A branch-inspired series: Spiritus Naturalis


Marsh Slyph





For me, a studio series starts naturally after I’ve been focused on other creative efforts for a while. I return to the artistic nest ready to embrace a lingering new material or aesthetic direction, open to what serves the exploration. It’s an unabashed act of optimism, knowing from experience that the initial endeavors may well be backtracked, reconsidered, perhaps jettisoned as the gist of the work emerges.

It’s an exquisite arc from adventurous curiosity to starting a new artful family—fueled by showing up daily and leaning into the journey of tasks inherent in a practice of making. I count among my gifts a romantic’s fondness for the beauty of honest labor, and a monk’s inclination to stillness: listening, watching, inviting.

Walk in the Wild is the lone survivor of the earlier explorations for this new series, Spiritus Naturalis. I wondered at the time if this new direction would evolve into works that don’t emit light, and for now it is so.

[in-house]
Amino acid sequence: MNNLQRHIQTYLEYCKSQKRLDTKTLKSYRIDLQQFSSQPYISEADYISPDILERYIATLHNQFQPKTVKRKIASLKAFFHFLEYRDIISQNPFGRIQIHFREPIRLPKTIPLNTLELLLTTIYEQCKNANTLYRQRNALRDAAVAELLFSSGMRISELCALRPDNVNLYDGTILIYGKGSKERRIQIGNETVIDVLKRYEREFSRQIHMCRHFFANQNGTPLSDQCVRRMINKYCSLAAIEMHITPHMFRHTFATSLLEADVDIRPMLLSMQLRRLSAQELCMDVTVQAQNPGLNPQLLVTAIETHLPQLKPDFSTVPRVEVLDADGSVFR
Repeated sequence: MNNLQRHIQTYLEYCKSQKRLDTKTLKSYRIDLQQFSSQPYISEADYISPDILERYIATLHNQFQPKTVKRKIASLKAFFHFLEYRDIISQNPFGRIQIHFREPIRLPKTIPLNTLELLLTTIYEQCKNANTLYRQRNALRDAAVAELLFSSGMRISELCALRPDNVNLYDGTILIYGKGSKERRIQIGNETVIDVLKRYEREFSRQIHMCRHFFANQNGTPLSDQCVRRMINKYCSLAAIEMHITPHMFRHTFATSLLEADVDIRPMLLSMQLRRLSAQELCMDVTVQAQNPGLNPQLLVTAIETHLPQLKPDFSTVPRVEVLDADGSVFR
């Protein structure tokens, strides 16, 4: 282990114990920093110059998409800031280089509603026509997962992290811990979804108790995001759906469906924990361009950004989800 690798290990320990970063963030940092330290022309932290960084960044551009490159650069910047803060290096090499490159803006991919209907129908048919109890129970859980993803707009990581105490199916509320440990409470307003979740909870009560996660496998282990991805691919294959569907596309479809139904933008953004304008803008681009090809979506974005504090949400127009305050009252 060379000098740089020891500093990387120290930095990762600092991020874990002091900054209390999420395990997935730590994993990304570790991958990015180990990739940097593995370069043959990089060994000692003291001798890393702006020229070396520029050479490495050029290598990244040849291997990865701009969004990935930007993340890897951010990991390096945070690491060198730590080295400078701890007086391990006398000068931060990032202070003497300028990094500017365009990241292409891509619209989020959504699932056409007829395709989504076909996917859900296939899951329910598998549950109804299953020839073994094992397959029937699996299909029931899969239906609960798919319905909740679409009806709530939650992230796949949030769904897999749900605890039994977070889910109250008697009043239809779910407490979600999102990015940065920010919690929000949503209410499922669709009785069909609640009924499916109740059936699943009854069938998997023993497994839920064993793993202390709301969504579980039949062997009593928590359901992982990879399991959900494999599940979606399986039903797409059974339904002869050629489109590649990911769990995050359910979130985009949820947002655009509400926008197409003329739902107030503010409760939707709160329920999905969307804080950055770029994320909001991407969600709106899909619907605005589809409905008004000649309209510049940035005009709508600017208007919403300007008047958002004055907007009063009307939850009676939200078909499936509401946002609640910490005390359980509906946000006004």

Along the way of initial discovery, there’s a piece that turns out to be definitional. It’s an evolutionary leap in the work that brings to focus the hazy potential lingering about, quickens the heart with realization of others of its ilk yearning to come through. The pivotal piece in this series was Marsh Sylph.

I was several pieces into the exploration before realizing this family of works were embodiments of nature spirits. Sylph has long been a term for imaginary spirits of air and earth, and I love its poetic lilt.     






The fleshy, sensual Madrona trees on the island provide branches ideal for playing with creature form. The process of reimagining and rearranging them reveals the nature of each piece.

Introducing the copper tendrils with their pod-like tips allows me to integrate
spiraling elements that seem intelligent and curious with the wonderfully odd wildness of the branch forms. 






At roughly 6' tall, Marsh Sylph has a heron-like feel. I readily imagine it wading out in the marshlands, at home with the grasses and reeds.